The first and second American versions of the Sun-Catcher come from near the great lakes, but the third is found among the Dog-Bib Indians, far in the north-west, close upon the Esquimaux who fringe the northern coast. When Chapewee, after the deluge, formed the earth, and landed the animals upon it from his canoe, he "stuck up a piece of wood, which became a fir-tree, and grew with amazing rapidity, until its top reached the skies. A squirrel ran up this tree, and was pursued by Chapewee, who endeavoured to knock it down, but could not [p.351] overtake it. He continued the chase, however, until he reached the stars, where he found a fine plain, and a beaten road. In this road he set a snare, made of his sister's hair, and then returned to the earth. The sun appeared as usual in the heavens in the morning, hut at noon it was caught by the snare which Chapewee had set for the squirrel, and the sky was instantly darkened. Chapewee's family on this said to him, 'You must have done something wrong when you were aloft, for we no longer enjoy the light of day.' ' I have,' replied he, 'but it was unintentionally.' Chapewee then endeavoured to repair the fault he had committed, and sent a number of animals up the tree to release the sun by cutting the snare, but the intense heat of that luminary reduced them all to ashes. The efforts of the more active animals being thus frustrated, a ground mole, though such a grovelling and awkward beast, succeeded by burrowing under the road in the sky until it reached and cut asunder the snare which bound the sun. It lost its eyes, however, the instant it thrust its head into the light, and its nose and teeth have ever since been brown, as if burnt."793

In former editions of this work it was remarked that the origin of the story of the Sun-Catcher is not yet clear, but probably some piece of unequivocal evidence will be found to explain it. There has since been published by the Rev. W. W. Gill a version of the Maui-myth from the Hervey Islands, which looks as though it might be this expected key. Maui plaited six great cocoa-nut fibre ropes to make his royal nooses to catch the sun-god, Ra; the first noose he set at the opening where the sun climbs up from Avaiki, the under-world, and the other five one after another further on in the sun's path; as Ra came up in the morning, Maui pulled the first slip-knot, which held him by the feet, the next by the knees, and so on, till the last noose closed round his neck, and Maui made him fast to a point of rock; then Ra, nearly strangled, confessed himself conquered, and promised henceforth to go more slowly through the heavens, that men might have time to got easily through their work. "The sun-god Ra was now allowed to proceed on his way; but Maui wisely declined to take on these ropes, wishing to keep Ra [p.352] in constant fear. These ropes may still be seen hanging from the sun at dawn, and when he descends into the ocean at night. By the assistance of these ropes he is gently let down into Avaiki, and in the morning is raised up out of the shades. Of course this extravagant myth refers to what English children call 'the sun drawing up water;' or, as these islanders still say 'Tena te taura a Maui!' 'Behold the ropes of Maui!'"794 In connexion with this set of tales, it may be noticed that there are to be found in the Old World ideas of the sun being bound with a cord to hold it in check. In North Germany the townsmen of Bosum sit up in their church tower and hold the sun by a cable all day; taking care of it at night, and letting it up again in the morning. In Reynard the Fox, the day is bound with a rope, and its bonds only let it come slowly on. In a Hungarian tale midnight and dawn are bound, so that they can get no farther towards men.795 This notion is curiously like the Peruvian story of the Inca who denied the pretension of the Sun to be the doer of all things, for if he were free, he would go and visit other parts of the heavens where he had never been. He is, said the Inca, like a tied beast who goes ever round and round in the same track.796 The idea is renewed by Wordsworth, that "modern ancient," as Max Miiller so truly calls him:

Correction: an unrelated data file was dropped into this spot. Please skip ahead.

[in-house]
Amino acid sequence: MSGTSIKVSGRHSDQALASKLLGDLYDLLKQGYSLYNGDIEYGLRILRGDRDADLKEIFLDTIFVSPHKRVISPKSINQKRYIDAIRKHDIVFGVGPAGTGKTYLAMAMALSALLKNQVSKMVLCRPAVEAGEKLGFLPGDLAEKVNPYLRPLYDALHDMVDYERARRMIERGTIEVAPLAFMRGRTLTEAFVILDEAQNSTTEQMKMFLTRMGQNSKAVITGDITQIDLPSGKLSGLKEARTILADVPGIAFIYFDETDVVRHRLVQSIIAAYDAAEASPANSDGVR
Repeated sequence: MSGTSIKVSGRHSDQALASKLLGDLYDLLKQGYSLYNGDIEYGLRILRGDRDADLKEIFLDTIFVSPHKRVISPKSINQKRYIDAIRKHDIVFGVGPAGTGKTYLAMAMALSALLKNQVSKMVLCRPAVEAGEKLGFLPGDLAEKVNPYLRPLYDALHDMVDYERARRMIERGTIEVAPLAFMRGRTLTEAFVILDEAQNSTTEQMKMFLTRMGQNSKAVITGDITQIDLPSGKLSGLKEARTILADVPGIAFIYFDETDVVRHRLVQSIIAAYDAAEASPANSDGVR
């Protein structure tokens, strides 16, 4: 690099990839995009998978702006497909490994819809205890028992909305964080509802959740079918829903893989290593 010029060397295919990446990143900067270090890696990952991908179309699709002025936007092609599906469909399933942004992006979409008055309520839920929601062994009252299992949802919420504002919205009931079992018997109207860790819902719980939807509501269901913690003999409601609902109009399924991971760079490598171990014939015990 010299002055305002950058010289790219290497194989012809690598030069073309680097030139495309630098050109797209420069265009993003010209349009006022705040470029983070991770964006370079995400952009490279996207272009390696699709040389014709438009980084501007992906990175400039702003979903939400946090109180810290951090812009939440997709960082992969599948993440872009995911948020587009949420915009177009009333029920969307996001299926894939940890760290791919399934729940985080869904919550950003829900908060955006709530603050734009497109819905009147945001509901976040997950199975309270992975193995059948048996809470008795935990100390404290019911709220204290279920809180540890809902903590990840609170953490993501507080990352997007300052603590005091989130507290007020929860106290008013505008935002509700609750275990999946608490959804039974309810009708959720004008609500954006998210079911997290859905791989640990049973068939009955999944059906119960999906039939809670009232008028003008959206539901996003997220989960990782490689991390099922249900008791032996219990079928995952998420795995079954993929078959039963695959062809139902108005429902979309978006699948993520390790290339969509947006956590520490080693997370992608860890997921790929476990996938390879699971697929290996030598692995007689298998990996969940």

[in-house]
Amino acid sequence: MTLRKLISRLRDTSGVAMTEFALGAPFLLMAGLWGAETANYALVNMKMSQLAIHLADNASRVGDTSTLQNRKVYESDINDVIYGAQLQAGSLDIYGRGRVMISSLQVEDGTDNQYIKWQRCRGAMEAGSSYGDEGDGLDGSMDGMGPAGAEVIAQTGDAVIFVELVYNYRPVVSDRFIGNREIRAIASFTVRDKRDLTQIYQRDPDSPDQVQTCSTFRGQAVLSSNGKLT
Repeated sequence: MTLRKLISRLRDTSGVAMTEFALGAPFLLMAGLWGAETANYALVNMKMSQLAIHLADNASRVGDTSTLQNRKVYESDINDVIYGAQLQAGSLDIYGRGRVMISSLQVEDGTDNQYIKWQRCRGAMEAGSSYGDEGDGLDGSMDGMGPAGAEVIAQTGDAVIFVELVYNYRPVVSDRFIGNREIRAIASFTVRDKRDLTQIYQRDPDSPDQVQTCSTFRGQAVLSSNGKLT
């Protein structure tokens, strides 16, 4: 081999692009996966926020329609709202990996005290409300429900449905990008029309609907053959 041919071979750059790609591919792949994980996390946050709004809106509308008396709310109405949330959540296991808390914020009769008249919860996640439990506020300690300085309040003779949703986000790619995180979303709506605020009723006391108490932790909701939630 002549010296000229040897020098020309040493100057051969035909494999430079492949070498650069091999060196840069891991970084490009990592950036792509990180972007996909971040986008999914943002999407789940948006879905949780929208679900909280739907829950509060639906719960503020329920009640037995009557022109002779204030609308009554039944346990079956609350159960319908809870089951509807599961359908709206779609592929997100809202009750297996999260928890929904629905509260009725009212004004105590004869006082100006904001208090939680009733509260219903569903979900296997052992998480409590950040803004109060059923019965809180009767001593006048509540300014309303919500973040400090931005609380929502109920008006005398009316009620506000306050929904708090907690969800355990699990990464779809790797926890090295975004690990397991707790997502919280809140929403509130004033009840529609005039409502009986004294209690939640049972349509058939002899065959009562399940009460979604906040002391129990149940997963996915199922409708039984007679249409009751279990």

"Well does thine aspect usher in this Day;
As aptly suits therewith that modest pace

Submitted to the chains
That bind thee to the path which God ordains

That thou shouldst trace,
Till, with the heavens and earth, thou pass away!"

The legend of the Ascent to Heaven by the Tree has just been brought forward in two of its American versions,797 taken down at periods two centuries apart, and among tribes not only separated by long distance but speaking languages of two distinct families, [p.353] and yet in both cases embodying also the story of the Sun-Catcher. A further examination of the story of Jack and the Bean-Stalk, and the analogous tales which are spread through the Malay and Polynesian districts and North America, will bring into view the vast ramifications of a mythic episode flourishing far and wide in these distant regions, though so scantily represented in the folk-lore of Europe.